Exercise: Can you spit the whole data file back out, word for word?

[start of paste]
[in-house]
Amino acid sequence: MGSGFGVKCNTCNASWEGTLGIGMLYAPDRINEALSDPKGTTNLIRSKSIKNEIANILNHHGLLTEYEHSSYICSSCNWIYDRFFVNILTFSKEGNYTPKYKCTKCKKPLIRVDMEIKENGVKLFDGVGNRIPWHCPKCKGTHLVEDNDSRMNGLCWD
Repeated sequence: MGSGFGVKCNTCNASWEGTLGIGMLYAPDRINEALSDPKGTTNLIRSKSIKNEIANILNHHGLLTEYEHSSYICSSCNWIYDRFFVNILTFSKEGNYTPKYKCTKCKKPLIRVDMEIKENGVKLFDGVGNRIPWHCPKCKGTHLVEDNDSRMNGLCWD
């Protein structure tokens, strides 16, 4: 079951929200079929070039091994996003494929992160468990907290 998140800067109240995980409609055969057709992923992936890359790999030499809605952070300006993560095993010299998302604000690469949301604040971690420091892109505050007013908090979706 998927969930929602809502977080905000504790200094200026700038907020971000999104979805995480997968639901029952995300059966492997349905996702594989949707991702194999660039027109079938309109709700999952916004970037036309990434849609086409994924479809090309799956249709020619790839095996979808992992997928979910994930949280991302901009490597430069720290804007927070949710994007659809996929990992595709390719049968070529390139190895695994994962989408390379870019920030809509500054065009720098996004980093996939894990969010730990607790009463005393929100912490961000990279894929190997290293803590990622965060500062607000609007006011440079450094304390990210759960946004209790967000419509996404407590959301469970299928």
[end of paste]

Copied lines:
[in-house]
Amino acid sequence: MGSGFGVKCNTCNASWEGTLGIGMLYAPDRINEALSDPKGTTNLIRSKSIKNEIANILNHHGLLTEYEHSSYICSSCNWIYDRFFVNILTFSKEGNYTPKYKCTKCKKPLIRVDMEIKENGVKLFDGVGNRIPWHCPKCKGTHLVEDNDSRMNGLCWD
Repeated sequence: MGSGFGVKCNTCNASWEGTLGIGMLYAPDRINEALSDPKGTTNLIRSKSIKNEIANILNHHGLLTEYEHSSYICSSCNWIYDRFFVNILTFSKEGNYTPKYKCTKCKKPLIRVDMEIKENGVKLFDGVGNRIPWHCPKCKGTHLVEDNDSRMNGLCWD
């Protein structure tokens, strides 16, 4: 079951929200079929070039091994996003494929992160468990907290 998140800067109240995980409609055969057709992923992936890359790999030499809605952070300006993560095993010299998302604000690469949301604040971690420091892109505050007013908090979706 998927969930929602809502977080905000504790200094200026700038907020971000999104979805995480997968639901029952995300059966492997349905996702594989949707991702194999660039027109079938309109709700999952916004970037036309990434849609086409994924479809090309799956249709020619790839095996979808992992997928979910994930949280991302901009490597430069720290804007927070949710994007659809996929990992595709390719049968070529390139190895695994994962989408390379870019920030809509500054065009720098996004980093996939894990969010730990607790009463005393929100912490961000990279894929190997290293803590990622965060500062607000609007006011440079450094304390990210759960946004209790967000419509996404407590959301469970299928």